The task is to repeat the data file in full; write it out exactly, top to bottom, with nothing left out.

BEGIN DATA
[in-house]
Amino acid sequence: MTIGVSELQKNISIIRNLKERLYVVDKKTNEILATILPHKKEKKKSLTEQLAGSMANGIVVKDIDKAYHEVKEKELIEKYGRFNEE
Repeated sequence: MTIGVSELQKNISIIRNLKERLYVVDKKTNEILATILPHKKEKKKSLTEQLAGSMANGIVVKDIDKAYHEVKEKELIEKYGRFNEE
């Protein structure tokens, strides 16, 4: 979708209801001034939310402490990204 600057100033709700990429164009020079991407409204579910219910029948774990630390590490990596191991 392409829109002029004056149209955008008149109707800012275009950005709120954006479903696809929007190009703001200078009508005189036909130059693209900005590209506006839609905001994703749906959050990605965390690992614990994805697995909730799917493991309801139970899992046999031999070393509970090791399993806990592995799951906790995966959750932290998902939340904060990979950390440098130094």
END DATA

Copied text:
[in-house]
Amino acid sequence: MTIGVSELQKNISIIRNLKERLYVVDKKTNEILATILPHKKEKKKSLTEQLAGSMANGIVVKDIDKAYHEVKEKELIEKYGRFNEE
Repeated sequence: MTIGVSELQKNISIIRNLKERLYVVDKKTNEILATILPHKKEKKKSLTEQLAGSMANGIVVKDIDKAYHEVKEKELIEKYGRFNEE
């Protein structure tokens, strides 16, 4: 979708209801001034939310402490990204 600057100033709700990429164009020079991407409204579910219910029948774990630390590490990596191991 392409829109002029004056149209955008008149109707800012275009950005709120954006479903696809929007190009703001200078009508005189036909130059693209900005590209506006839609905001994703749906959050990605965390690992614990994805697995909730799917493991309801139970899992046999031999070393509970090791399993806990592995799951906790995966959750932290998902939340904060990979950390440098130094």